Simulating Hadoop’s Distributed File System: A Socket Programming Approach

GitHub Repository Link.

Hello Everyone! 👋 Welcome to this interesting journey where we demystify a complex project using an everyday analogy. If you’ve ever been to a library, you’re halfway there in understanding this project! 📚


Why This Project? 🎯


Imagine a world where you can store and retrieve data from multiple computers without even knowing where the data is physically located. Sounds complex? Think about it like a library, a massive one with books stored in multiple rooms. 🏢

I embarked on this project to learn socket programming, which is the backbone of data communication over the internet. In our library analogy, think of socket programming as the walkie-talkies used by librarians to coordinate across different rooms! 📞🗨️


The Library Analogy 📚


Our memory storage system is like a vast library. But, instead of storing books, we store data values on shelves in different rooms, where each room represents a node or a computer. The goal? To ensure you can find your data without having to know where exactly it is stored. In simpler terms, you walk into the library, ask for what you want, and the library guides you to it. 🤓


Requesting Data 📥


When you want to find a book in a library, you’d typically look it up in a catalog. In our project, when you want a piece of data, you make a ‘GET’ request. 📖


Storing Data 📤


When donating a book to a library, the librarian decides where it belongs. Likewise, to store data in our system, you make a ‘PUT’ request, and the system decides its rightful place. 🗃️


Finding the Right Room (Node) 🏢


Each room in our library has a responsible librarian. When you ask for data, the first node you hit checks its storage. If the data isn’t there, the request is passed to the next node. This process continues until your data is found. 🔄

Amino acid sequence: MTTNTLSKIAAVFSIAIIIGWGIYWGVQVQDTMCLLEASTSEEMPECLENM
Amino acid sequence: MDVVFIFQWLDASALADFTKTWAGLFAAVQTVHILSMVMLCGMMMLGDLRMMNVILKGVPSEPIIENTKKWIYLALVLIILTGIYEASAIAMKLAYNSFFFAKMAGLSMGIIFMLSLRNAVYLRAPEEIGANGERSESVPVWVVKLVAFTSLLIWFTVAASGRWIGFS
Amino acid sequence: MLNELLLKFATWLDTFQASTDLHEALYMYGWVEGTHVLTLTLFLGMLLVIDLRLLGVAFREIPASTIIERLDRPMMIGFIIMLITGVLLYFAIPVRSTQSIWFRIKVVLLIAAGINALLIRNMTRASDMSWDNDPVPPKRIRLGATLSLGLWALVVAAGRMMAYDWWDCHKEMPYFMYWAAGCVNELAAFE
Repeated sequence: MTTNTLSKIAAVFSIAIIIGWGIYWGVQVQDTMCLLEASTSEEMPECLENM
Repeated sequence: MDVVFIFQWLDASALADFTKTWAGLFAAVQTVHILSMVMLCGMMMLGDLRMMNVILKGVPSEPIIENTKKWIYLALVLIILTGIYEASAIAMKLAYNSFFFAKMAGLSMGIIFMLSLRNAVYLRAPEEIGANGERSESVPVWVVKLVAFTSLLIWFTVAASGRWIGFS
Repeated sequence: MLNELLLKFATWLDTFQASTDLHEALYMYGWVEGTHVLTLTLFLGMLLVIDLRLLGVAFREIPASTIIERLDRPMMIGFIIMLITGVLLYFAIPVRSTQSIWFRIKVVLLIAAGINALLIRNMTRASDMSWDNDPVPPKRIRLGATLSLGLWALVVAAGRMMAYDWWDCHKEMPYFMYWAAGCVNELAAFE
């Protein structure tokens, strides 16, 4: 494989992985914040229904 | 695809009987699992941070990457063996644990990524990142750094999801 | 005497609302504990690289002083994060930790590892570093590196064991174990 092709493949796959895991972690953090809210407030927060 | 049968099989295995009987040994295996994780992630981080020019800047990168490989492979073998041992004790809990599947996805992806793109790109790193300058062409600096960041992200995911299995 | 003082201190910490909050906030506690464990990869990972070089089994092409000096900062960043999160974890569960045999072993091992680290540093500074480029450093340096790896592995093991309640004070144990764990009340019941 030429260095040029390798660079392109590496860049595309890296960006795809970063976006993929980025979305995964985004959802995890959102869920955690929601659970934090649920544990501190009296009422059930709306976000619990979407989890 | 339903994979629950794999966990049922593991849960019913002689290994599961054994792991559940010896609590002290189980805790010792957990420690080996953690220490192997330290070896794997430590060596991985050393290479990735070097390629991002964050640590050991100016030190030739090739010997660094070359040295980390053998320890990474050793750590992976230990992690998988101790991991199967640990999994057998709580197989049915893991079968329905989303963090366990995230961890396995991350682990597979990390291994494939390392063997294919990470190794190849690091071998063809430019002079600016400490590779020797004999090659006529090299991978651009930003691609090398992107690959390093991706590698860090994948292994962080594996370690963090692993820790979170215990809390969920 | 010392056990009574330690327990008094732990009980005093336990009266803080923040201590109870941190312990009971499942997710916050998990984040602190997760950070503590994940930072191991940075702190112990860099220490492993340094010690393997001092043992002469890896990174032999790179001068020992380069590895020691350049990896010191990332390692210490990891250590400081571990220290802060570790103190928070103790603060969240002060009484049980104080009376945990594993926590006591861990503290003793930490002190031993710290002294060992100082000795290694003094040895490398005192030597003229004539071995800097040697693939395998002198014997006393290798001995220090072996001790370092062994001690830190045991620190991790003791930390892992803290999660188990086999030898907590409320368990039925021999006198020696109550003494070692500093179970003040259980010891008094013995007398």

Confirmation ✅


Once the data is located or stored, a message is sent back confirming the successful completion of the task. 🎉


Actual Problem Statement 🤔


The fundamental problem this project tackles is creating a system that allows transparent data storage and retrieval across multiple nodes (computers), emulating Hadoop’s Distributed File System (HDFS) but in a simpler and more understandable manner.


How This Project Simulates Hadoop’s Distributed File System 🌐


This project uses a token-ring architecture to create a decentralized system where each node is aware only of its neighbors. It effectively simulates Hadoop’s HDFS by distributing the data across multiple nodes and using algorithms to locate and retrieve the data as needed. 🔄


Code Overview: Making it Work like Distributed Transparent Memory 🖥️


The project uses socket programming to facilitate TCP and UDP communication between nodes. Each node is capable of handling ‘GET’ and ‘PUT’ requests, either resolving them locally or forwarding them along the ring until they are fulfilled. Messages between nodes also indicate the type of operation to be performed, such as “GET forward” or “PUT forward,” making the system truly transparent. 🗨️


Behind the Tech Scene 🛠️

  • Hashing: We use hashing to decide which room (or node) should store which piece of data. 🗄️
  • Messages: Types of messages like “PUT forward,” “GET forward,” etc., facilitate communication between nodes. 💌
  • Protocols: TCP and UDP protocols are used for reliable communication between the nodes. 🌐

Why is this Useful? 🌟


This system allows for expansion across multiple nodes while simplifying data retrieval. This is similar to how big data systems like Hadoop’s Distributed File System (HDFS) operate, storing massive amounts of data across multiple machines. 📈


Github Repository 📦


To dive into the nitty-gritty details, check out the GitHub repository here: Your GitHub Repository Link.


Final Thoughts 🌟


Whether you’re interested in Hadoop, distributed systems, or socket programming, this project serves as an engaging guide. Using the library analogy, we’ve simplified complex technical concepts, making them digestible and relatable. 🎉

Thanks for reading, and as always, happy coding! 🎈👩‍💻👨‍💻

Feel free to share your thoughts below. 🗨️ Until next time! 👋


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